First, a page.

Time Out and the Search for Quiet

Being a Leading Lady, both at work and in general life, is awesome.  But it can also be exhausting.  I think we women are too good at just working through the tiredness, or planning our time out around other people, whether they’re our kids, partners, family or even around what’s best for our workplaces

 

But if even our time out is based on doing what’s best for others, then at what point are we properly looking after ourselves? 

 

While our Leading Ladies group is very much focussed on being awesome at work, I’ve been thinking about just how important taking time out for ourselves is and how, by doing that, by default it sets us up to kick ass in the workplace even more.

 It makes total sense to me that when you get some time off work, you spend it with your loved ones.  However, while that is often fantastic and just what you need, if you’re anything like me, your natural Leading Lady tendencies may find you spending the whole time organising everyone and everything which isn’t particularly relaxing at all…  I’m a Type A personality, so that’s totally my bag, but recently I did the total opposite and headed to the Gold Coast to spend five nights at Gwinganna*, which is a beautiful and - for me - life-changing wellness retreat.  You cannot plan a single thing while you are there.  Instead, you are at the mercy of the delightful and experienced people who run the place - this takes some getting used to, especially for a control freak super organised person like me.  Each morning you are able to choose which activity you’ll do that day, but otherwise you just move through the week eating fabulous food, being in nature, exercising, meditating, learning, having any type of treatment you can imagine in the phenomenal spa and talking to all sorts of lovely souls.  There is hardly any cell phone coverage and you are encouraged to keep your phone hidden away at all times, so you actually barely even look at it.  For five and a half days.  Unheard of. 

So all of this may seem lovely and perhaps a bit indulgent and a pretty extreme version of having time to yourself.  I get that.  But here’s the thing that makes it completely worthwhile (and I am not exaggerating when I say it’s made me look at life very differently). 

 

It’s quiet.  It is so so quiet. 

 

And I don’t just mean because there isn’t any traffic around and you’re in the middle of the bush.  I mean it’s quiet from all the external noise which surrounds us at all times, that we’re not even really aware of because it’s just always there.  Your phone isn’t ringing or bleeping.  No one needs anything from you.  There’s no TV to be distracted by.  There are no deadlines or schedules to follow.  At no point do you have to be anywhere at a particular time.  You don’t have to worry about how you’re presenting yourself to anyone.  If you want to laugh or cry or talk to some cool new friends or not talk to anyone at all, then you just go ahead and do it.  (You can also talk to a horse if that kind of thing floats your boat).  If you want to spend two hours floating in the pool like a human lilo, then I would highly recommend it.  Everything slows down and without having to think about any of life’s usual responsibilities, there comes a kind of clarity which is normally hidden beneath the deadlines and the to-do lists and all the things we are always doing for other people.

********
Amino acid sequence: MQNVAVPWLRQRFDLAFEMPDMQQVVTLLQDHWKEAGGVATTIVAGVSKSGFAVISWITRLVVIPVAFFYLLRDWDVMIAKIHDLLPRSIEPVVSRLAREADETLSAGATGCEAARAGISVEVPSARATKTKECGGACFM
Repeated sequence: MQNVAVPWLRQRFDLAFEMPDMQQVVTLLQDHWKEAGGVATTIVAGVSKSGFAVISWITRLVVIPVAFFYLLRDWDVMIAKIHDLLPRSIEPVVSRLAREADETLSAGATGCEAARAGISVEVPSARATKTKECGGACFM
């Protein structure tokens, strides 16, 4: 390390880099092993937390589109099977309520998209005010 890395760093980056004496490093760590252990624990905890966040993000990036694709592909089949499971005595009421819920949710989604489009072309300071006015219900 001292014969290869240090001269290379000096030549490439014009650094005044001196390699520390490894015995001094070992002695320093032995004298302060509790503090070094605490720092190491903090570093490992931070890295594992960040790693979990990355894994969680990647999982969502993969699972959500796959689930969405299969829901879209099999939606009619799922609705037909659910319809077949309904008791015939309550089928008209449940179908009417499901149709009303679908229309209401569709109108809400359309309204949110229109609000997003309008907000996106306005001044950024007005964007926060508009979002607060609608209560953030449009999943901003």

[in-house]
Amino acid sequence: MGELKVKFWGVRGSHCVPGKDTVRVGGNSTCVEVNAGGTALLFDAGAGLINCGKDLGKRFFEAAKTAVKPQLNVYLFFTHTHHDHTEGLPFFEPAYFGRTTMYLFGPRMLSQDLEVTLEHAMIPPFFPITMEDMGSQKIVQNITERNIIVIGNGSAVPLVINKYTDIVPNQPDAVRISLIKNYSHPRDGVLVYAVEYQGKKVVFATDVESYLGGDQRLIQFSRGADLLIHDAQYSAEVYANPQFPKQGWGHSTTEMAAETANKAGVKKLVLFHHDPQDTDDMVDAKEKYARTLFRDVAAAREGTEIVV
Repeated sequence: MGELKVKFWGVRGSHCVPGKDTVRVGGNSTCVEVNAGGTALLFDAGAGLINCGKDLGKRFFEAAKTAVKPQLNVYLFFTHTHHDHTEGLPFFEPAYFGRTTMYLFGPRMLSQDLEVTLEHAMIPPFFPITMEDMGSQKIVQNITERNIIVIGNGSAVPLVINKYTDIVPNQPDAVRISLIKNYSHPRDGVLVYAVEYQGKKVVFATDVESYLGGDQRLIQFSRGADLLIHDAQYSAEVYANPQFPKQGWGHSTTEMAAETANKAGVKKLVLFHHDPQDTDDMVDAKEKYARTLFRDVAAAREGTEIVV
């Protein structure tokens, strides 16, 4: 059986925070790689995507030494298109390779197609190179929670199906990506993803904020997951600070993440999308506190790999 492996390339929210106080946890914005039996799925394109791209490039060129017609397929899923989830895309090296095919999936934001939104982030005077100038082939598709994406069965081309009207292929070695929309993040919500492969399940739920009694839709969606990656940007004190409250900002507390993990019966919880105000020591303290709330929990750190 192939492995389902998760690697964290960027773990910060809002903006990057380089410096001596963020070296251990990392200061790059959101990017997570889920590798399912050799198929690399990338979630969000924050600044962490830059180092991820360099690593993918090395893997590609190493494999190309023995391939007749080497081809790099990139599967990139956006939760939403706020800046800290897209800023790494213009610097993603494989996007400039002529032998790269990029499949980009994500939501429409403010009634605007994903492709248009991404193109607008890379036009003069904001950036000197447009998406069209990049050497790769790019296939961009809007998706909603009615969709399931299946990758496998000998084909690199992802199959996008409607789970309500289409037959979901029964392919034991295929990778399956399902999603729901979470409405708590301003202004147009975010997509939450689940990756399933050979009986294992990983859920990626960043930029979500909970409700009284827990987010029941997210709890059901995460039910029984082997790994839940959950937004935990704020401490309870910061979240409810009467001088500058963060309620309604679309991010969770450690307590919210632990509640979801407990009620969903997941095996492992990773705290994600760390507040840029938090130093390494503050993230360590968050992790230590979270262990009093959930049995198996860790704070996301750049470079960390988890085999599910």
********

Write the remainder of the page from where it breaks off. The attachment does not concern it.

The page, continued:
If you’ve ever questioned what you’re doing with your life or wanted to find a way to make some significant changes, then this how to work through those things. 

Gwinganna Trees

Gwinganna Trees

 

Without any noise to drown those thoughts out, surrounded by beautiful souls in beautiful surroundings.  It’s pretty amazing.

Obviously we can’t spend our lives living at a wellness retreat, which is a great shame, but I suppose our people would miss us and we’d very quickly become extremely poor, (though extraordinarily well).  We also can’t regularly take five and a half day solo holidays and leave everyone else to muddle on without us.  But I really think this idea of quiet, with the focus being purely on yourself and no one else, is key to recharging our Leading Lady batteries and just checking in with our inner selves to see how we’re really doing under all that noise that life surrounds us with.  Finding even half an hour every day or three to go for a walk, read a book, (and I’m talking Catlin Moran, not a book that’s going to ‘better you’ in the workplace), sit outside in the hammock or go to a yoga or meditation class can make such a difference.   Since I’ve been home, the TV has been off a lot more, I’ve read more, I’ve swum more and I’m spending a lot more time outside – these are the things that really relax my mind and it took being away from everything else to tap back into that. 

 

Take the time to find those things that give you peace and take whatever opportunity you can to do them. 

 

In turn, this will give your mind more space to be awesome at work and the awareness and energy to tackle things head on, without the fear of burning out or ever having to relinquish your Leading Lady status.

 *In case you were wondering, this is not a sponsored post for Gwinganna.  It really and truly changed my life.  I think it was the pool.

Post by Aimee Froud